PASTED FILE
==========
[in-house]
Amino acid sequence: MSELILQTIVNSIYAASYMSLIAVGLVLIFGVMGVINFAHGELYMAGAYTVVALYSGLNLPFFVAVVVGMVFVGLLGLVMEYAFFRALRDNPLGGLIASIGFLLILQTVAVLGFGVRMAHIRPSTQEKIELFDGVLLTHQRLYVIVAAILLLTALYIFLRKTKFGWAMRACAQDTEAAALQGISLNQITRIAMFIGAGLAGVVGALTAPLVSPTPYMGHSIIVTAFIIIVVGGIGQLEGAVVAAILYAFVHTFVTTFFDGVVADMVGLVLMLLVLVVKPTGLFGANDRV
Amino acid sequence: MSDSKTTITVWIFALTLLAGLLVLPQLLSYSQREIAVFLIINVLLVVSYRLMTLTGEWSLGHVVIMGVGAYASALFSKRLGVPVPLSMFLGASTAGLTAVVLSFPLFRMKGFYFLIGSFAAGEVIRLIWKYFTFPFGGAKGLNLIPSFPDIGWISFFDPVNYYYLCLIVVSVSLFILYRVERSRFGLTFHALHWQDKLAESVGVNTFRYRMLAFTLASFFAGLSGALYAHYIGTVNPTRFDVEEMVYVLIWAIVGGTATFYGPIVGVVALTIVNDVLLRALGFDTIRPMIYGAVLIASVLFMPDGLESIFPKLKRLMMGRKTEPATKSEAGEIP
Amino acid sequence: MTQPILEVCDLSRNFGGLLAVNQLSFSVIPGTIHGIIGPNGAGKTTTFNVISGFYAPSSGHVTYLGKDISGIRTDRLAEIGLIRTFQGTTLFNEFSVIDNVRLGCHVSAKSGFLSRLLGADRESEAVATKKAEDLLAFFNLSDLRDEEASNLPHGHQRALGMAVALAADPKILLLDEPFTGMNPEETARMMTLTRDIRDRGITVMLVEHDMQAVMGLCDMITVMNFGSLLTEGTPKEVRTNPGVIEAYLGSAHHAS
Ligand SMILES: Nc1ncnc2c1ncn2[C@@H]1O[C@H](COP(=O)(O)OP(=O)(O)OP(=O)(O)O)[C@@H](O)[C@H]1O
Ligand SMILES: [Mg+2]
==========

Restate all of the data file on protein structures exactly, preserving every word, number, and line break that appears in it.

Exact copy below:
[in-house]
Amino acid sequence: MSELILQTIVNSIYAASYMSLIAVGLVLIFGVMGVINFAHGELYMAGAYTVVALYSGLNLPFFVAVVVGMVFVGLLGLVMEYAFFRALRDNPLGGLIASIGFLLILQTVAVLGFGVRMAHIRPSTQEKIELFDGVLLTHQRLYVIVAAILLLTALYIFLRKTKFGWAMRACAQDTEAAALQGISLNQITRIAMFIGAGLAGVVGALTAPLVSPTPYMGHSIIVTAFIIIVVGGIGQLEGAVVAAILYAFVHTFVTTFFDGVVADMVGLVLMLLVLVVKPTGLFGANDRV
Amino acid sequence: MSDSKTTITVWIFALTLLAGLLVLPQLLSYSQREIAVFLIINVLLVVSYRLMTLTGEWSLGHVVIMGVGAYASALFSKRLGVPVPLSMFLGASTAGLTAVVLSFPLFRMKGFYFLIGSFAAGEVIRLIWKYFTFPFGGAKGLNLIPSFPDIGWISFFDPVNYYYLCLIVVSVSLFILYRVERSRFGLTFHALHWQDKLAESVGVNTFRYRMLAFTLASFFAGLSGALYAHYIGTVNPTRFDVEEMVYVLIWAIVGGTATFYGPIVGVVALTIVNDVLLRALGFDTIRPMIYGAVLIASVLFMPDGLESIFPKLKRLMMGRKTEPATKSEAGEIP
Amino acid sequence: MTQPILEVCDLSRNFGGLLAVNQLSFSVIPGTIHGIIGPNGAGKTTTFNVISGFYAPSSGHVTYLGKDISGIRTDRLAEIGLIRTFQGTTLFNEFSVIDNVRLGCHVSAKSGFLSRLLGADRESEAVATKKAEDLLAFFNLSDLRDEEASNLPHGHQRALGMAVALAADPKILLLDEPFTGMNPEETARMMTLTRDIRDRGITVMLVEHDMQAVMGLCDMITVMNFGSLLTEGTPKEVRTNPGVIEAYLGSAHHAS
Ligand SMILES: Nc1ncnc2c1ncn2[C@@H]1O[C@H](COP(=O)(O)OP(=O)(O)OP(=O)(O)O)[C@@H](O)[C@H]1O
Ligand SMILES: [Mg+2]